ML: I got the seed of the novel from a lecture about the Korean-Japanese that I attended in college when I was 19 years old. During this lecture, an American missionary who worked with the Koreans in Japan relayed a story about a middle school-aged Korean-Japanese boy who died as a result of horrific bullying by his classmates. That lecture changed my life; I could not let that story go. I felt that I had to understand the power of extrinsic hate that could compel one to hate himself. I also wanted to understand the love the hated can feel and enact for the one who hates him.
HT: Hansu’s father seems to have set him on a criminal path, while Sunja remembers her handicapped father fondly, and turns to him for strength. While most of Pachinko centers around women and mothers, can you talk a bit about the influence of fathers in your story?
ML: One of the metaphysical questions I wanted to understand is what makes a man. Sunja’s two sons must learn how to be men in a world where they are disempowered politically, socially, and financially because of their ethnic background. The role of fathers becomes extraordinarily important to both daughters and sons in this work. In connection with what makes a man, I am investigating what constitutes masculinity for men of oppressed classes. I wanted very much to understand what makes a man a father. The plot lines of the central characters are affected significantly by his or her relationship with a father, or in cases, the absence of a father.
HT: Sunja has a prophetic conversation with the ajumma at the market at the beginning of this story, when the older woman tells her, “The man you marry will determine the quality of your life...but no matter what, always expect suffering, and just keep working hard.” Later in the book, Sunja becomes an ajumma herself, selling kimchi and sweets. It almost seems like she is visiting herself from the future, and giving herself this advice. Was this your intention? And do you think time and history factors into your writing—weaving together the past, present and future?
ML: Yes! You’re an excellent reader. It was my intention to explore this notion so widely-held by a specific generation of Koreans—that women suffer and that suffering is to be expected. Of course, men suffer, too, but as a woman, I found it disturbing to hear so many women from older generations repeat this sentiment so frequently. Also, when I heard older women say that a woman’s life is determined by her husband, it went without saying that romantic love must not be everything; in fact, perhaps romantic love was perilous. I wanted to question this ajumma’s prophecy, because the quality of Sunja’s life was certainly informed by her choice to love Hansu at this point in time, but I wanted to see how she can determine the quality of her life through her daily choices, too.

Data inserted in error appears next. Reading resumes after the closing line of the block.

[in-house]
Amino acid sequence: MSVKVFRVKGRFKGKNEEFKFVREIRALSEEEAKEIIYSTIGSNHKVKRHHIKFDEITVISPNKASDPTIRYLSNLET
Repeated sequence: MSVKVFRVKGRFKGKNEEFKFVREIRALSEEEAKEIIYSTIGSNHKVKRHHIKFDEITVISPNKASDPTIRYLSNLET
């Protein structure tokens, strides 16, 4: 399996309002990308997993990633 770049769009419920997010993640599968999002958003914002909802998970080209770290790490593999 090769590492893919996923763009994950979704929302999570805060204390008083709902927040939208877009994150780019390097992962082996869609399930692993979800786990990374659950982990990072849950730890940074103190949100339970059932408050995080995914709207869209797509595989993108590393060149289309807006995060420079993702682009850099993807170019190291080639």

HT: How long did it take you to complete Pachinko? And what are you most excited about its publication next February?
ML: As I mentioned, I got the seed of this story when I was 19. After I quit lawyering, I wrote a fictionalized account of the original seed of the story and submitted it as a sample chapter for a grant from the New York Foundation for the Arts, which I later received. Later, I wrote a related story about Koreans in Japan, called “Motherland,” which was published in The Missouri Review in 2002. (Yes, fourteen years ago.) Eventually, I had a full draft of a novel, which I did not show anyone because I didn’t feel ready. I worked on another novel, and in 2007, I published my debut Free Food for Millionaires. A few months after its publication, I moved to Japan. After interviewing Korean-Japanese in Japan and researching the subject in Osaka, I threw away the first version of the novel about the Korean-Japanese and wrote another manuscript, which became Pachinko. I’ve been working on this novel in some form or another since I was 19, and I am now 48 years old; it will be published in 2017 when I turn 49. In a word: nuts. I am very excited to be done. It sounds horribly dramatic, but I was possessed by this work for nearly three decades, and I am so very relieved and grateful to have the pages out.
HT: What are you working on now?
ML: I’m doodling my third novel, American Hagwon, which will focus on the role of education for Koreans around the world. When I write fiction, I do some cursory outlines, make some thin sketches then do extensive interviews with dozens of people, which are fun for me. Then, I shut myself up in my home and write. I throw out many drafts. I keep hoping I will learn how to be efficient.
HT: What is the best bit of advice about writing you have ever received?
ML: I heard a sermon once where a minister said that one should “choose the important over the urgent.” I use this idea in my life and in my writing. There are things in my life, which feel so terribly urgent, but when I remember what is important to me, the urgency often fades. In fiction writing, drama requires urgency, but themes and theses should be important, and I believe the correct interplay between drama and themes makes for finer work. I think about this idea of choosing the important over the urgent all the time.